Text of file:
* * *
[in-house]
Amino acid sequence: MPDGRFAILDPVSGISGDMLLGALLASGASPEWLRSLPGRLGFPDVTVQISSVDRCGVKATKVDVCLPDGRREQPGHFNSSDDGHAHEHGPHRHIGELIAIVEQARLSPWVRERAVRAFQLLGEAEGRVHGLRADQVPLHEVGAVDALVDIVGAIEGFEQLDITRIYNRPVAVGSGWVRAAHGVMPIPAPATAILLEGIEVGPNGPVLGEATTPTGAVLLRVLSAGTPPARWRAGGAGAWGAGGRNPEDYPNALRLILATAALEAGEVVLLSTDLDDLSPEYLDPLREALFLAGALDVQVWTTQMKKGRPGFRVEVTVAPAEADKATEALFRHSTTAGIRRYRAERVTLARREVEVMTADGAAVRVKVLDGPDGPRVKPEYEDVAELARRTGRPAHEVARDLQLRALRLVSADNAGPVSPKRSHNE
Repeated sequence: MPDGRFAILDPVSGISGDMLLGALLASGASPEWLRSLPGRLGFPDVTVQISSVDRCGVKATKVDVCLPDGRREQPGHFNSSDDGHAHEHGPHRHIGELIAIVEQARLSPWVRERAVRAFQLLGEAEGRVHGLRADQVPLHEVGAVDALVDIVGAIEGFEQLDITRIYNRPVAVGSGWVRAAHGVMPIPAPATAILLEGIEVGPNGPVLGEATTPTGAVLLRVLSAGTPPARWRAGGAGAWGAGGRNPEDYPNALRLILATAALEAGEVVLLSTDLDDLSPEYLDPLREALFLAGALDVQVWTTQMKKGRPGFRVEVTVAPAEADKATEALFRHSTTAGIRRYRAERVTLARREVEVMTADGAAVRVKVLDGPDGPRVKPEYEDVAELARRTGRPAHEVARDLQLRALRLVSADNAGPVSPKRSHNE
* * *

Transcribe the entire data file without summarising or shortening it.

[in-house]
Amino acid sequence: MPDGRFAILDPVSGISGDMLLGALLASGASPEWLRSLPGRLGFPDVTVQISSVDRCGVKATKVDVCLPDGRREQPGHFNSSDDGHAHEHGPHRHIGELIAIVEQARLSPWVRERAVRAFQLLGEAEGRVHGLRADQVPLHEVGAVDALVDIVGAIEGFEQLDITRIYNRPVAVGSGWVRAAHGVMPIPAPATAILLEGIEVGPNGPVLGEATTPTGAVLLRVLSAGTPPARWRAGGAGAWGAGGRNPEDYPNALRLILATAALEAGEVVLLSTDLDDLSPEYLDPLREALFLAGALDVQVWTTQMKKGRPGFRVEVTVAPAEADKATEALFRHSTTAGIRRYRAERVTLARREVEVMTADGAAVRVKVLDGPDGPRVKPEYEDVAELARRTGRPAHEVARDLQLRALRLVSADNAGPVSPKRSHNE
Repeated sequence: MPDGRFAILDPVSGISGDMLLGALLASGASPEWLRSLPGRLGFPDVTVQISSVDRCGVKATKVDVCLPDGRREQPGHFNSSDDGHAHEHGPHRHIGELIAIVEQARLSPWVRERAVRAFQLLGEAEGRVHGLRADQVPLHEVGAVDALVDIVGAIEGFEQLDITRIYNRPVAVGSGWVRAAHGVMPIPAPATAILLEGIEVGPNGPVLGEATTPTGAVLLRVLSAGTPPARWRAGGAGAWGAGGRNPEDYPNALRLILATAALEAGEVVLLSTDLDDLSPEYLDPLREALFLAGALDVQVWTTQMKKGRPGFRVEVTVAPAEADKATEALFRHSTTAGIRRYRAERVTLARREVEVMTADGAAVRVKVLDGPDGPRVKPEYEDVAELARRTGRPAHEVARDLQLRALRLVSADNAGPVSPKRSHNE